Report on Etna (Italy) — 24 March-30 March 2021
Smithsonian / US Geological Survey Weekly Volcanic Activity Report,
24 March-30 March 2021
Managing Editor: Sally Kuhn Sennert
Please cite this report as:
Global Volcanism Program, 2021. Report on Etna (Italy). In: Sennert, S K (ed.), Weekly Volcanic Activity Report, 24 March-30 March 2021. Smithsonian Institution and US Geological Survey.
37.748°N, 14.999°E; summit elev. 3357 m
All times are local (unless otherwise noted)
INGV reported continuing episodes of lava fountaining at Etna’s Southeast Crater (SEC) during the week of 22-28 March, though weather conditions often prevented visual observations. Weak Strombolian activity at SEC began at 2005 on 23 March and turned into lava fountaining at 0330 on 24 March. A lava flow from the SEC was observed at 0335 which split in two, one branch traveling toward the Valle del Bove and the other to the SE; the lava was followed by a pyroclastic flow at 0336 that traveled toward the Valle del Bove. The lava fountain produced an ash cloud that rose to 6-7 km (20,000-23,000 ft) a.s.l. and extended SSE, resulting in ashfall on the S slope and in Catania (29 km SSE). Lava fountaining gradually decreased at 0700, and by 0945 it had stopped. The lava flows continued to advance. Activity in Northeast (NEC), Bocca Nuova (BN), and Voragine (VOR) was characterized by variable intra-crater Strombolian activity, accompanied by sporadic and weak ash emissions that quickly dispersed.
On 24 March explosions at SEC continued after the lava fountaining had stopped, producing an ash plume that rose 4.5 km (15,000 ft) a.s.l. and drifted SE. At night, ashfall was reported in Milia and Trecastagni (16 km SE). Explosions stopped by 1347 that day. By 25 March the two active lava flows had ceased and began to cool. Weak Strombolian activity at SEC on 30 March resumed around 2030; intra-crater explosions continued in the NEC, BN, and VOR, the latter of which produced discontinuous ash emissions that rapidly dispersed in the summit area.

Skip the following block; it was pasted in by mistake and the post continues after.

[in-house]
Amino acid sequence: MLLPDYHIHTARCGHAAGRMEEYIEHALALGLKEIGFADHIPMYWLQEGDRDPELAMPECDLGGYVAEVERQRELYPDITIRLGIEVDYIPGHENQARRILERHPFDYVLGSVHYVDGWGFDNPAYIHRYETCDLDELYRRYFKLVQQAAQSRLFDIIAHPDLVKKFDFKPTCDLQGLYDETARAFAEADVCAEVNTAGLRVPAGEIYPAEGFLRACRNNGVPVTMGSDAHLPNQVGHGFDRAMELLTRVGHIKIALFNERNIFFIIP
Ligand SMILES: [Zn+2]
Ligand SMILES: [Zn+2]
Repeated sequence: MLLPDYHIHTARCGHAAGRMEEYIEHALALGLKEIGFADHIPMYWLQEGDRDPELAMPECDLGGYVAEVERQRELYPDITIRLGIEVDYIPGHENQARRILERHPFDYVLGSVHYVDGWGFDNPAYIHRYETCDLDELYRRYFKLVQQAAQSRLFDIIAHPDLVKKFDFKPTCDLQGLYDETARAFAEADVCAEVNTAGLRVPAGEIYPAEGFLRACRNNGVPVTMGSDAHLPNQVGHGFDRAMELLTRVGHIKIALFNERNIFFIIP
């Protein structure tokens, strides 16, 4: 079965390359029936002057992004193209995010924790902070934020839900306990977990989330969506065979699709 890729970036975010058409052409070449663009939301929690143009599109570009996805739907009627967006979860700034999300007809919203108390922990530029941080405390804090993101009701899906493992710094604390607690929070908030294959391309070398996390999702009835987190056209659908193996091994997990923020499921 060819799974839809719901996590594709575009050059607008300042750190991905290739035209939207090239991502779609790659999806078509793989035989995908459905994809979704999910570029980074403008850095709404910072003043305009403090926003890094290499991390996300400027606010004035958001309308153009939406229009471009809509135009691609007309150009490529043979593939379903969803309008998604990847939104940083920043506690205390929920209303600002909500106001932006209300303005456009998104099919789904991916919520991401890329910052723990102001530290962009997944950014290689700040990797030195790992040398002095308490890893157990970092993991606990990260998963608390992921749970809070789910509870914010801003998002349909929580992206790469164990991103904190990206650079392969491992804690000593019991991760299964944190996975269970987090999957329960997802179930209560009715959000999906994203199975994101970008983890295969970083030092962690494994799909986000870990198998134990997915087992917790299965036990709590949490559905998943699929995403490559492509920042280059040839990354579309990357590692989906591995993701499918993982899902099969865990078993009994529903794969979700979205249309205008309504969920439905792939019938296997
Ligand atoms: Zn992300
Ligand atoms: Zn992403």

Geological Summary. Mount Etna, towering above Catania on the island of Sicily, has one of the world's longest documented records of volcanism, dating back to 1500 BCE. Historical lava flows of basaltic composition cover much of the surface of this massive volcano, whose edifice is the highest and most voluminous in Italy. The Mongibello stratovolcano, truncated by several small calderas, was constructed during the late Pleistocene and Holocene over an older shield volcano. The most prominent morphological feature of Etna is the Valle del Bove, a 5 x 10 km caldera open to the east. Two styles of eruptive activity typically occur, sometimes simultaneously. Persistent explosive eruptions, sometimes with minor lava emissions, take place from one or more summit craters. Flank vents, typically with higher effusion rates, are less frequently active and originate from fissures that open progressively downward from near the summit (usually accompanied by Strombolian eruptions at the upper end). Cinder cones are commonly constructed over the vents of lower-flank lava flows. Lava flows extend to the foot of the volcano on all sides and have reached the sea over a broad area on the SE flank.